This year is the 100th birthday of Marten Toonder, the godfather of the Dutch comic, and many events and publications mark the occasion, such as De Toonder Animatiefilms, a comprehensive history of the Toonder Studios’ animations.
The book by Jan-Willem de Vries contains over 500 illustrations and includes a DVD with many of the films.
Holly Moors says about the book:
The DVD contains quite a number of commercial animations […], but the films [that the studio made for itself] are by far the most interesting. Among them De Gouden Vis [The Golden Fish—Branko], a beautiful, quiet animation with wonderful Oriental looking artwork, magnificently subtle colouring and a rather vague, Oriental story.
The entire DVD turns out to be a treasure trove of such surprises.
Toonder (1912 – 2005) was mostly known for his comics though, and his flagship strip was the Tom Puss/Oliver B. Bumble series.
After Belgian comics creator Hergé (Tintin) had introduced text balloons for speech, most European comics artists adopted that style. Toonder however stuck to comics that looked more like illustrated texts, which allowed him to fully explore his literary style. That style, combined with the use of fables to parody Dutch society must have made him hard to translate, yet he was one of the very few Dutch comics authors who saw success abroad.
Several of his neologisms are used to this day in the Dutch language:
- Minkukel: an inferior person.
- Zielknijper: psychiatrist, literally ‘soul pincher’ (i.e. analogous to ‘head shrinker’).
- Grootgrutter: supermarket, literally ‘large-scale grocery’.
- Denkraam: something like intellect, but also frame of reference and paradigm, literally ‘thought window’.
A lot of writers who later became famous in their right worked for Toonder Studios, such as Lo Hartog van Banda, Paul Biegel, Thé Tjong King, Piet Wijn, Dick Matena and Jan Kruis,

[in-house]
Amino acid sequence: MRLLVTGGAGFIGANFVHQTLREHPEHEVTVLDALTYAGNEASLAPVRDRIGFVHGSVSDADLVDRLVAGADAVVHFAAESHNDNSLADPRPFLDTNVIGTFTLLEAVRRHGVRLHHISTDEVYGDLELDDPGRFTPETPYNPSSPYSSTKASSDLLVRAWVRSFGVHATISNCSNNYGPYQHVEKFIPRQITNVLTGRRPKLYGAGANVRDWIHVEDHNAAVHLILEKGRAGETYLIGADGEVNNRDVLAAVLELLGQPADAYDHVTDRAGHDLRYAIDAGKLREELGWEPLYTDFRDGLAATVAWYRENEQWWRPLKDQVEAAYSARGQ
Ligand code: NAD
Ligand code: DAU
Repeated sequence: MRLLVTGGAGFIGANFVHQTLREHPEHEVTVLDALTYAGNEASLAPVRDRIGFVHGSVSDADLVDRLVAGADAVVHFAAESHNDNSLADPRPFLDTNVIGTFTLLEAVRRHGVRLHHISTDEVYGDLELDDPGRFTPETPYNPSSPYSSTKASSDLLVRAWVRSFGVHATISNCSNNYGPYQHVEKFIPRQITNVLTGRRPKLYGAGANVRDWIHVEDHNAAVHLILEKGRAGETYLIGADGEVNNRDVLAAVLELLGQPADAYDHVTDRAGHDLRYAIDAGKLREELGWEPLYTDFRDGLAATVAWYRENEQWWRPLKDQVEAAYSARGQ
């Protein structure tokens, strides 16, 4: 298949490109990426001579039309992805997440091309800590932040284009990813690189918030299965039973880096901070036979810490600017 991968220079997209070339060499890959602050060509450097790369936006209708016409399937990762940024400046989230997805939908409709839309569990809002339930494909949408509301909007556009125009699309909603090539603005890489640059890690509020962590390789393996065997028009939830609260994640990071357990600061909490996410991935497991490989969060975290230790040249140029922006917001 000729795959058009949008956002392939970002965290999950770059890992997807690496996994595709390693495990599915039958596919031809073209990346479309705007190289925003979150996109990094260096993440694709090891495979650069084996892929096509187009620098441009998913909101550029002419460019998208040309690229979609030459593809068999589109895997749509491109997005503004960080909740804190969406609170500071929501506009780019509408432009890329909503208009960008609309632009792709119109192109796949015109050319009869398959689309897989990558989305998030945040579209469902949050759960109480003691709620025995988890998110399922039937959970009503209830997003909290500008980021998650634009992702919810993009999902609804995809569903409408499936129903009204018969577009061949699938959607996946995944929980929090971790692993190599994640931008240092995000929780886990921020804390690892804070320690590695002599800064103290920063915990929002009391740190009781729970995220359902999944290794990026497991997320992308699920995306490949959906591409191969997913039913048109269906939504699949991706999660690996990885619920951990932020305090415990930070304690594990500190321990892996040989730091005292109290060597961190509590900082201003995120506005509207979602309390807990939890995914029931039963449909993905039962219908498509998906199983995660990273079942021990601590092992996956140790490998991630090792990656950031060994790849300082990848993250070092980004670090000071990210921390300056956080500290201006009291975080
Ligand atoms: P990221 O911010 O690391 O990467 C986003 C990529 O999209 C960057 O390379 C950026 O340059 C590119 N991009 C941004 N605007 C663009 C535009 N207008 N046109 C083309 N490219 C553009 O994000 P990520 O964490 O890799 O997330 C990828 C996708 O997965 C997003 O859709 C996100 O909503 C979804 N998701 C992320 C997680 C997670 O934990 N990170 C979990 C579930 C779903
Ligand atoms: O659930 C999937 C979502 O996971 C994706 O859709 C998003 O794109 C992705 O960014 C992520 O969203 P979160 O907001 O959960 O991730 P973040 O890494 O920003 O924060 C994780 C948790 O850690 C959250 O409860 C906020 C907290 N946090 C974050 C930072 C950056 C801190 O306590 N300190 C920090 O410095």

(Illustration: still from The Dragon That Wasn’t, the first Dutch feature animation film.)
Tags: Dick Matena, Jan Kruis, Lo Hartog van Banda, Marten Toonder, Paul Biegel, Piet Wijn, Thé Tjong King
If you would ask us for our opinions about the best music (classic or pop), comics, films or literature, chances are the Dutch would come up with the names of British, American, Japanese, Belgian, French, German or Russian works. But when the Sargasso blog held a poll last month to determine the best children’s books, these were the results:
1. Thea Beckman – Crusade in Jeans (1973)
2. Roald Dahl – The BFG (1982)
3. Jan Terlouw – How to Become King (1971)
4. Paul Biegel – The Little Captain (1971)
5. Annie MG Schmidt – Tow Truck Pluck (1971)
6. Thea Beckman – Kinderen van Moeder Aarde (1985)
7. Antoine de Saint-Exupéry – The Little Prince (1943)
7. J.R.R. Tolkien – The Hobbit (1937)
9. Johan Fabricius – De Scheepsjongens van Bontekoe (1923)
10. J.R.R. Tolkien – The Lord of the Rings (trilogy) (1954)
11. Tonke Dragt – De Brief voor de Koning (1962)
12. Roald Dahl – Charlie and the Chocolate Factory (1964)
Note that the participants of this poll were most likely grown-ups, probably in full-on nostalgia mode. Curiously Swedish writer Astrid Lindgren (The Brothers Lionheart, Pippi Longstocking) is missing from the top ten. How Lisa Tetzner’s Die schwarzen Brüder could only land the 70th spot on a lefty blog like Sargasso will probably remain a mystery.
I was a child in the 1970s, and my Big Four of children’s literature were Paul Biegel, Guus Kuijer, Tonke Dragt and Miep Diekman. Biegel and Dragt wrote books with mystical elements, whereas Kuijer and Diekman were of a more realistic bent.
Currently Schmidt’s Tow Truck Pluck is being translated to English, and the Nederlands Letterenfonds has a glowing review of De Scheepsjongens van Bontekoe, which I guess means they are in the market for sponsoring translators.
Tags: Annie M.G. Schmidt, children's books, Guus Kuijer, Jan Terlouw, Johan Fabricius, Miep Diekman, Paul Biegel, Thea Beckman, Tonke Dragt